• Be Smart. Will + potential is far more valuable than skill + instability. Throw out your model that stresses experience as the most critical attribute and move it to desired, but not required. Trust your training, development and coaching to get them up the curve. As for will, job hoppers are trying to tell you something. Listen. Listen when the candidate asks for substantially more than you are offering, but will take substantially less (for now). Listen to their career and educational plans. They are telling you their priorities. Listen to their transportation challenges. Listen when they tell you where their friends are working and what great salaries they earn or how they were hoping for better hours. Listen, track and correlate these utterings to the people on your no call/no show list. Predictable?
  • Be Proud. If brand and reputation matter when you’re marketing products and services, why would they matter any less when you’re trying to attract and retain employees that make you a superior company? Employees want to work for an organization that is known and known for. That is known for success and growth, known for community engagement, known for employee support, opportunity and fun. Invest heavily in this.  All employees want to play for championship teams or teams that undoubtably will be.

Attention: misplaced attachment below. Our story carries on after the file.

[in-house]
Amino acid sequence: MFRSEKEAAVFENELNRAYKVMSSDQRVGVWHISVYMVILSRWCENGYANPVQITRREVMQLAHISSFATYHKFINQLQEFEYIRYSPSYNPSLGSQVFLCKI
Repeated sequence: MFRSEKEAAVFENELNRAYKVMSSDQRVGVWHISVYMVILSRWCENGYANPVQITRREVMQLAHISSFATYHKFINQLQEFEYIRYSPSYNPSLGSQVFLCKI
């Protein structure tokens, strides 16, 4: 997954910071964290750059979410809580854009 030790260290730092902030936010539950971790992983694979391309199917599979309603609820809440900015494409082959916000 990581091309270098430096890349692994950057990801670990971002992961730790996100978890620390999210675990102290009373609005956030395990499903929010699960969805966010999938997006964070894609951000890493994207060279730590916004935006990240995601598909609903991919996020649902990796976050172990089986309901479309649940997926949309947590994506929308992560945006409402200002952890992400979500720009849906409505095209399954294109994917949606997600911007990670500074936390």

So back to those Knicks. In this holiday season, after peace on earth, I wish for the Knicks to understand the importance of true talent acquisition. May they objectively evaluate the things that have them playing less than 500 (more losses than wins) basketball, learn from them and change with guided aggression. And may we all come to realize that prioritizing people over profits is the best way to ensure profits in the long-term.  Happy holidays.


Passionate about mentoring and developing the industry’s future leaders, in 2000, Ron authored Fundamentals of Call Center Management, a guide intended to help entry level managers, as they begin to master their craft. Having spent 20 years with category leaders, American Express, Nestle, Moore Business Forms (now RR Donnelly) and Comcast, Ron's background includes an additional 10 years of key global BPO assignments with TeleTech, Convergys, Stream, STARTEK and now Connext. Ron's international experience includes stints in Jamaica, Canada and currently the Philippines.

Connect: LinkedIn 

1 comment: